The recent case of Adarsh Kumar Singh, who was found unconscious in a prestigious Gwalios school, has brought the issue of ragging to the forefront. Part of the reason that ragging on campus continues to persist is that there is no legislation or statuettes that make it a criminal offence. The women and child development ministry (WCD), under Maneka Gandhi, attempted to make up for the absence of ragging regulation by including provisions in the recently-amended Juvenile Justice Act (JJA), but failed to make a mark.
Ragging is currently dealt with as per the 2009 guidelines issued by the University Grants Commission.
The UGC issued the guidelines after 19-year-old Aman Kachroo was killed by four seniors in a medical college in a landmark case of ragging. The guidelines authorise the head of institutions to take stern action against senior students indulging in harassment of their juniors. However, these guidelines exclude schools. What's more, the guidelines do not uniformly define what constitutes ragging, nor do they recommend punishment for ragging. The perpetrators, if adults, are tried under normal laws under the Indian Penal Code (IPC),
In view of this, the WCD ministry introduced a section on ragging in the JJ Act. Tabled under section 83, it sought to punish students committing ragging to imprisonment of upto three years, imposition of a fine of Rs 10,000 and likely expulsion. It also sought to punish the management of institutions with reported cases to imprisonment of upto three years, and fine of upto Rs 1,00,000.
But the effort to push with this amendment was abandoned in face of objections from various quarters. "This is a standard process and came up due to an inter-ministerial debate. The issue of ragging was taken up by the ministry of human resource development, and even the IPC deals with it," said a senior official at the WCD ministry on condition of anonymity.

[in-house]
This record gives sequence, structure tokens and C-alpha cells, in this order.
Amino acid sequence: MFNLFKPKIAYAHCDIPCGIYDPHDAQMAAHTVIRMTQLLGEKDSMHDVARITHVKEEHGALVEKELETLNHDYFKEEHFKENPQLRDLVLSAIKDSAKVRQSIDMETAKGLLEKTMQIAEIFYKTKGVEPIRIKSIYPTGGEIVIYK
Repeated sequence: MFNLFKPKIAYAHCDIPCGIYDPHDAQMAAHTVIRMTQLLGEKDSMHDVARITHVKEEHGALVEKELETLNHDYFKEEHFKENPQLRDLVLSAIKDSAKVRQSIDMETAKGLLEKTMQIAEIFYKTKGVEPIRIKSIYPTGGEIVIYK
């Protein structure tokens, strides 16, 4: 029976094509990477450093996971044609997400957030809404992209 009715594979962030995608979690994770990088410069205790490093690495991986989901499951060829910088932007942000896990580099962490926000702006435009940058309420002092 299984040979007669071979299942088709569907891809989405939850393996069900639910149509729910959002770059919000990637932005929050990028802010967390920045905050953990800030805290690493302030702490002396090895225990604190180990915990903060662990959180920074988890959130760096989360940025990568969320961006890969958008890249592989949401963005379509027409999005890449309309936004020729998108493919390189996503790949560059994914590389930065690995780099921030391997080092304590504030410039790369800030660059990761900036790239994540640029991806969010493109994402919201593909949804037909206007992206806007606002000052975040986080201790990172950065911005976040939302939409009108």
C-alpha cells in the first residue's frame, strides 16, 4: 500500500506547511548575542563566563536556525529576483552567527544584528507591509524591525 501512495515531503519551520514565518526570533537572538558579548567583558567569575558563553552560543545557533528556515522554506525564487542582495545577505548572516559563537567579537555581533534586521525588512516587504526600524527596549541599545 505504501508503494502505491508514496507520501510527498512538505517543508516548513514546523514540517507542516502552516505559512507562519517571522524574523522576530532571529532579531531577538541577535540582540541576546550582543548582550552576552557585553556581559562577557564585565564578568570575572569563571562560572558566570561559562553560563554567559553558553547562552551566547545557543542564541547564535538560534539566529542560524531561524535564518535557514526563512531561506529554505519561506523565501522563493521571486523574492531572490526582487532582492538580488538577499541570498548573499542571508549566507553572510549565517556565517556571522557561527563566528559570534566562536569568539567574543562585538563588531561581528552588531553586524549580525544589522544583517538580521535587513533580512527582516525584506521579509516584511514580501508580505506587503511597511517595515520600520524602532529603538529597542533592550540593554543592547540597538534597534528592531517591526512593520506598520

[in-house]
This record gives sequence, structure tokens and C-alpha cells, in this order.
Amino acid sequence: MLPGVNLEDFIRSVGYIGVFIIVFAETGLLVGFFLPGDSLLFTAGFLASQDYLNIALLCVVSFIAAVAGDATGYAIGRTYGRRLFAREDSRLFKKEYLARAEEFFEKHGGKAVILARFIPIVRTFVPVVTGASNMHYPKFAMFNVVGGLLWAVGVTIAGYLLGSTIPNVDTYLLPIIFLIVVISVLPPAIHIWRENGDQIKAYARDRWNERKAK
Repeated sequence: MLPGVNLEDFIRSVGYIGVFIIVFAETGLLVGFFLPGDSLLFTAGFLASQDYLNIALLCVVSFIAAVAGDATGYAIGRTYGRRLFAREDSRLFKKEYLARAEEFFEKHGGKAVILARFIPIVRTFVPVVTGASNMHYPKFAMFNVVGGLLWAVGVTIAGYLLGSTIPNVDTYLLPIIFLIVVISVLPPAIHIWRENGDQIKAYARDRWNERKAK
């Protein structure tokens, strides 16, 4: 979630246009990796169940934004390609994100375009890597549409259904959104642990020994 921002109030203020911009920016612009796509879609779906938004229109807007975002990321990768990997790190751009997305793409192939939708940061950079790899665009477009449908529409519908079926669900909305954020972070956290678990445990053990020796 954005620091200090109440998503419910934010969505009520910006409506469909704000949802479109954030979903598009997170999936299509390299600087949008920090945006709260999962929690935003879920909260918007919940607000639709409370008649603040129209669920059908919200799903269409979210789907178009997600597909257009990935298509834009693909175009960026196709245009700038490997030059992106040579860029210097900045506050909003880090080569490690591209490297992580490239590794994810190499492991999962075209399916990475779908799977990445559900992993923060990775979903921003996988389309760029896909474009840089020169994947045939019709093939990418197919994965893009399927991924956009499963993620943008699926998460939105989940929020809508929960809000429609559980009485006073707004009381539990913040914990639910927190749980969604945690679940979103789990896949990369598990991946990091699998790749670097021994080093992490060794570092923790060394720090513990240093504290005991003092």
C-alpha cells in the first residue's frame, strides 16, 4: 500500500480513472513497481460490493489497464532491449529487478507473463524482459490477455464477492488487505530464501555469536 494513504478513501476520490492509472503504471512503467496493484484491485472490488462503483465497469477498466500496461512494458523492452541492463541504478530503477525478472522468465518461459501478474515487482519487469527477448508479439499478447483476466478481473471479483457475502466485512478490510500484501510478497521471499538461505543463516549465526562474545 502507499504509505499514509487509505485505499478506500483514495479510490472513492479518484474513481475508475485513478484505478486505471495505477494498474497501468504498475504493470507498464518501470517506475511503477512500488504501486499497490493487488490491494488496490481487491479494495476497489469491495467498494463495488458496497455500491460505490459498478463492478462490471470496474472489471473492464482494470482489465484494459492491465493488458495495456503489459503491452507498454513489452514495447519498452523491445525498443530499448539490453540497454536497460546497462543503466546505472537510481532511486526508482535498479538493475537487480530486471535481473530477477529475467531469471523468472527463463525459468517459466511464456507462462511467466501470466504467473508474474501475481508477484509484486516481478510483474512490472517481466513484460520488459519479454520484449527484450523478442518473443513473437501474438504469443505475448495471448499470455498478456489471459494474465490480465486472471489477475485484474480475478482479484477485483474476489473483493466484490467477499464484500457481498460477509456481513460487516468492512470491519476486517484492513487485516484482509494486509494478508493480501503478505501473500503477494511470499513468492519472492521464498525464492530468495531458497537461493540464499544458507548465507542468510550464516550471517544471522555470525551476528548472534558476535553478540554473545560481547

Aman's father, Rajendra Kachroo, said that the WCD ministry's effort was well-intentioned albeit half-baked. "If the ministry plans to tackle ragging through legislation, it should do so independently instead of bundling it with other legislation. Not doing so will limit the scope of ragging. At least the UGC guidelines have laid down comprehensive guidelines."
Meanwhile, a statement from Gwalior's Scindia school, where Adarsh, the son of a Bihar minister, was found in the dormitory on Wednesday, stated that a special committee set up by the school was investigating the cause of the incident. "Appropriate action will be taken following the findings in the matter," it read.
Corporal punishment section watered down
Another section that has been pulled down from the draft JJ Act relates to corporal punishment. Under section 82 of the original draft, "whosoever subjects a child to corporal punishment" and causes hurt is liable to be punished to a maximum of five years imprisonment and a fine of Rs 1,00,000.
The section would have made even parents liable for punishment but the law was dropped after different ministries objected, citing that the parent-child relationship should not be binded by laws that ape the West. The bill introduced in Parliament toned down the liability to only people "in-charge of or employed in a child care institution". The liability was also brought down to a maximum imprisonment to three months and the fine to Rs 10,000.